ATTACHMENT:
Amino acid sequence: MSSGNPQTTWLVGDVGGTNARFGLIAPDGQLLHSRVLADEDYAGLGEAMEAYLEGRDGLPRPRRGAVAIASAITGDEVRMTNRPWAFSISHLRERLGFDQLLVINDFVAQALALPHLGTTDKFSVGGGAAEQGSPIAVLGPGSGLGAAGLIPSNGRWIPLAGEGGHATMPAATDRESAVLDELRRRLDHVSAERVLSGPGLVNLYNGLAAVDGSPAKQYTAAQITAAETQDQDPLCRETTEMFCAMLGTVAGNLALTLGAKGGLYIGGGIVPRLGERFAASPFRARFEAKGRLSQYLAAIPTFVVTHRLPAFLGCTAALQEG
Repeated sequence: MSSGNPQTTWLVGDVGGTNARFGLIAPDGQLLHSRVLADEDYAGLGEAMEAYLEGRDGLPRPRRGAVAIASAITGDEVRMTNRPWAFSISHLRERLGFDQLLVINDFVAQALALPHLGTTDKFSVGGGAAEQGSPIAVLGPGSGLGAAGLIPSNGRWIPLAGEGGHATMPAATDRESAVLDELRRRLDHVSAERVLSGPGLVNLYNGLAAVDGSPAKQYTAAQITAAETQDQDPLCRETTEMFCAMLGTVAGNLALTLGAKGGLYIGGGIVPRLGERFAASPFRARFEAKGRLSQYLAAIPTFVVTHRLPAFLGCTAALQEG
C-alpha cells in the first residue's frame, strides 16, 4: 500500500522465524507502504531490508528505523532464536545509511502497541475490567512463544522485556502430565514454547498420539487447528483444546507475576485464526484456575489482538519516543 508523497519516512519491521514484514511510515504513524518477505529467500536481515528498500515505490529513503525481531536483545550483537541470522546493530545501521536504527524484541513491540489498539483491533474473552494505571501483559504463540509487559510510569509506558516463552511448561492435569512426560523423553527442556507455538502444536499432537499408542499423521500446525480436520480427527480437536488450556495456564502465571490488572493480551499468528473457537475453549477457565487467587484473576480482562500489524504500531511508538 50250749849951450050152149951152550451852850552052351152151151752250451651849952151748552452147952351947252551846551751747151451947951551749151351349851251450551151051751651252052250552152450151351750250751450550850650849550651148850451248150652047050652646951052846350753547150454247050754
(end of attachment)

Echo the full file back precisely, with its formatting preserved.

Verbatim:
Amino acid sequence: MSSGNPQTTWLVGDVGGTNARFGLIAPDGQLLHSRVLADEDYAGLGEAMEAYLEGRDGLPRPRRGAVAIASAITGDEVRMTNRPWAFSISHLRERLGFDQLLVINDFVAQALALPHLGTTDKFSVGGGAAEQGSPIAVLGPGSGLGAAGLIPSNGRWIPLAGEGGHATMPAATDRESAVLDELRRRLDHVSAERVLSGPGLVNLYNGLAAVDGSPAKQYTAAQITAAETQDQDPLCRETTEMFCAMLGTVAGNLALTLGAKGGLYIGGGIVPRLGERFAASPFRARFEAKGRLSQYLAAIPTFVVTHRLPAFLGCTAALQEG
Repeated sequence: MSSGNPQTTWLVGDVGGTNARFGLIAPDGQLLHSRVLADEDYAGLGEAMEAYLEGRDGLPRPRRGAVAIASAITGDEVRMTNRPWAFSISHLRERLGFDQLLVINDFVAQALALPHLGTTDKFSVGGGAAEQGSPIAVLGPGSGLGAAGLIPSNGRWIPLAGEGGHATMPAATDRESAVLDELRRRLDHVSAERVLSGPGLVNLYNGLAAVDGSPAKQYTAAQITAAETQDQDPLCRETTEMFCAMLGTVAGNLALTLGAKGGLYIGGGIVPRLGERFAASPFRARFEAKGRLSQYLAAIPTFVVTHRLPAFLGCTAALQEG
C-alpha cells in the first residue's frame, strides 16, 4: 500500500522465524507502504531490508528505523532464536545509511502497541475490567512463544522485556502430565514454547498420539487447528483444546507475576485464526484456575489482538519516543 508523497519516512519491521514484514511510515504513524518477505529467500536481515528498500515505490529513503525481531536483545550483537541470522546493530545501521536504527524484541513491540489498539483491533474473552494505571501483559504463540509487559510510569509506558516463552511448561492435569512426560523423553527442556507455538502444536499432537499408542499423521500446525480436520480427527480437536488450556495456564502465571490488572493480551499468528473457537475453549477457565487467587484473576480482562500489524504500531511508538 50250749849951450050152149951152550451852850552052351152151151752250451651849952151748552452147952351947252551846551751747151451947951551749151351349851251450551151051751651252052250552152450151351750250751450550850650849550651148850451248150652047050652646951052846350753547150454247050754